20 years (roughly, 1978 through 1998), collecting together pieces that probably should
have been, but never had been, released for a number of reasons.
The EP is arranged into sections, beginning with the only acoustic piece, and also,
beginning with five instrumental pieces, and then the last four pieces are the vocal
works. Almost by chance rather than by any real design, too, the vocal works are
arranged chronologically, oldest first, newest last.
It’s a bit of an unusual arrangement, and in the space of four songs, TWENTY YEARS
goes by in the blink of an eye! “Happening More” is a piece from about 1978 or 1979,
I am not quite sure which – while “Waiting For The Moment” and “All Is Forgiven”
are both from around 1998 – with “Dreamswept Sea” as the odd man out from the year
1990. Some very long, long spells there where I simply did not create any “normal”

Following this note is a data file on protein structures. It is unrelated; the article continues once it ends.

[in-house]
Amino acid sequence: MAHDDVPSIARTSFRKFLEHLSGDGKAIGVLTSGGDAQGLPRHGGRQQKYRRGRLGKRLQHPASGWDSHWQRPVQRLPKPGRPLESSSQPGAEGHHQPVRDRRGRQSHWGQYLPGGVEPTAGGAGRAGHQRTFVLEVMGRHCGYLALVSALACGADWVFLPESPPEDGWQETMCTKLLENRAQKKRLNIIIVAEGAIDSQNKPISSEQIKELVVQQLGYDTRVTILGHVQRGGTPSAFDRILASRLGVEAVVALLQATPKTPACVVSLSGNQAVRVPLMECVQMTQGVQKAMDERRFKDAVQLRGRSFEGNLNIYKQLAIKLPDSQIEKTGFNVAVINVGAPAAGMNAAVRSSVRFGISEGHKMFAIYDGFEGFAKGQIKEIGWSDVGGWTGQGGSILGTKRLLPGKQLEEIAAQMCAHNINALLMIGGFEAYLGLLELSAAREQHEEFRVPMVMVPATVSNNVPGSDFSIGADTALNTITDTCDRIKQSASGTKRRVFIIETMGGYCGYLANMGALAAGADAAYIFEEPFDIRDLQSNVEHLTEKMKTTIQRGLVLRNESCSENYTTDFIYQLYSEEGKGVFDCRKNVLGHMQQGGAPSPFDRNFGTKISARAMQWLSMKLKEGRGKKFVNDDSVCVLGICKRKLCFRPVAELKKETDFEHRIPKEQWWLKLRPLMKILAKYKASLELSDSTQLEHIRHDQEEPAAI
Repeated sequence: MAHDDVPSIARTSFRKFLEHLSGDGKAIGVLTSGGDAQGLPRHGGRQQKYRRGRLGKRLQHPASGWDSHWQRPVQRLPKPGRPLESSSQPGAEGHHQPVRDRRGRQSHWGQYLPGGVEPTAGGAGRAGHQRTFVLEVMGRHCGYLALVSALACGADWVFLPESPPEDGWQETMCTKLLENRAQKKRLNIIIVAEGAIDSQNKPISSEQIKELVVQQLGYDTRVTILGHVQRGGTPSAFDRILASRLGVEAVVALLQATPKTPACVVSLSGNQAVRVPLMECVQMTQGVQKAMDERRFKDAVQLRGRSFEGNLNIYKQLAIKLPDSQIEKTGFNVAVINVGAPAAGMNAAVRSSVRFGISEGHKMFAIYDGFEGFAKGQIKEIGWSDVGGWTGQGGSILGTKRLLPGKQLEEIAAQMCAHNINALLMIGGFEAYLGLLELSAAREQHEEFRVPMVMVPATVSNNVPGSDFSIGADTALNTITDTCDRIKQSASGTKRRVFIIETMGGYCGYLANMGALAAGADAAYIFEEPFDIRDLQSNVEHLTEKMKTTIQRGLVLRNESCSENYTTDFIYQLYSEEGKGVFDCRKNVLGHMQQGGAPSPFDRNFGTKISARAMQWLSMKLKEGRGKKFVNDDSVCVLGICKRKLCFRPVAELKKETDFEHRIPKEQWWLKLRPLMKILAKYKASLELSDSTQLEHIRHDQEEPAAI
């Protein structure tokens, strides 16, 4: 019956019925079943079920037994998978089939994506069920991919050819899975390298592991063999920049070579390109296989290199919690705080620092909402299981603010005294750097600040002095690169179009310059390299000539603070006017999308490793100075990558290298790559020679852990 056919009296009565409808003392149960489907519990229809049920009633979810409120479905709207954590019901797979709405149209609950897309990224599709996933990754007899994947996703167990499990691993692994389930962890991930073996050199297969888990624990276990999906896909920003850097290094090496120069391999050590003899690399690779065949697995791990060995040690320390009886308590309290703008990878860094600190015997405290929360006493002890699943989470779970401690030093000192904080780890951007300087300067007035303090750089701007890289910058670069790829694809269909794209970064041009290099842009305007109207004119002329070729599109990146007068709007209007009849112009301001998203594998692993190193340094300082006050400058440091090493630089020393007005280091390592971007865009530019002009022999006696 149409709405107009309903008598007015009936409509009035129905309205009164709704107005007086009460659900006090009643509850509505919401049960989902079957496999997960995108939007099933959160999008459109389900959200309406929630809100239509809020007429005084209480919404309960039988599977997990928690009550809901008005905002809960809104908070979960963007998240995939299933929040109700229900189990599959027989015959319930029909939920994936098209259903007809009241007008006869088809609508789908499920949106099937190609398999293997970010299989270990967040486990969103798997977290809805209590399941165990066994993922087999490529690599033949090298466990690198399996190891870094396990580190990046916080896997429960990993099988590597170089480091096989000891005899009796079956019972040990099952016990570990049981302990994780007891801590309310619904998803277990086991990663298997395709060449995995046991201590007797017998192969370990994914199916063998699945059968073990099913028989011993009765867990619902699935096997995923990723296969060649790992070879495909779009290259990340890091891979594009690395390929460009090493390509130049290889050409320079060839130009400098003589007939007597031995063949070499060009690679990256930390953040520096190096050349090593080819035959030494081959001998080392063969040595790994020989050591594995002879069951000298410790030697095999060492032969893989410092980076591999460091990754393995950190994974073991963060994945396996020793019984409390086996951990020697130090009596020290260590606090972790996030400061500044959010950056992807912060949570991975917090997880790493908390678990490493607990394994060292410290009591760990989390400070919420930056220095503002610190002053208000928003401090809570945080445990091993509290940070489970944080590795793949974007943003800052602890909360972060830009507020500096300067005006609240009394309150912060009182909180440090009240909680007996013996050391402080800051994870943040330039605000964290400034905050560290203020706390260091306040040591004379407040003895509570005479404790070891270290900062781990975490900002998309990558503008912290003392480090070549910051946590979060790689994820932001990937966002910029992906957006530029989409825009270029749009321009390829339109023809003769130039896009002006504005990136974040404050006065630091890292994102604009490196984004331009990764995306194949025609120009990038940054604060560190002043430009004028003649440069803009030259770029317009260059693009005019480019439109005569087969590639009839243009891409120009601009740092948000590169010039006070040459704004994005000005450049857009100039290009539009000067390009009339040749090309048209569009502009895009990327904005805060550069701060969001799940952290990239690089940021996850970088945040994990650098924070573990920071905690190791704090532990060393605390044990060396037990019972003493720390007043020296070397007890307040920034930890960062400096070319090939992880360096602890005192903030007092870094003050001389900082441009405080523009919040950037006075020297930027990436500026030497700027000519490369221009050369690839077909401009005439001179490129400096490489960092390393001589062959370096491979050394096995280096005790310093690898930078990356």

I’ve done other vocal work, but the vast majority of it remains, and will remain,
unreleased. There are only two other vocal tracks in the ENTIRE catalogue: one, from
that very first “Saffron Matted Voids” single, the double A-side where I do the vocal
on our cover of the Bill Nelson’s Red Noise classic “Furniture Music”; and two, my
cover of Living Colour’s strange tone poem “Hemp”, which is a hidden track on the
Pay Your Respects album.
So it’s a sparse output indeed, six songs featuring vocals in twenty-plus years!
Most of the other, unreleased vocal works are privately recorded “cover versions”
of songs by artists that I admire, which range from Peter Hammill/Van Der Graaf Generator
to Roy Harper to Big Star to Joni Mitchell. It’s always been my belief that I can
sing, but, I am much better at playing the guitar and/or piano/synthesizer, so it’s
better to concentrate on what I do best. I’m a guitarist – not a vocalist.
Hence, vocal work really takes a back seat to instrumental, with a ratio of over
99% instrumental and less than 1% vocal.
“Song With No End” happens to contain four of the six currently available Dave Stafford
vocal tracks, so if you are interested in that side of things, normal “songs” (well,
somewhat normal!) than this is the EP for you.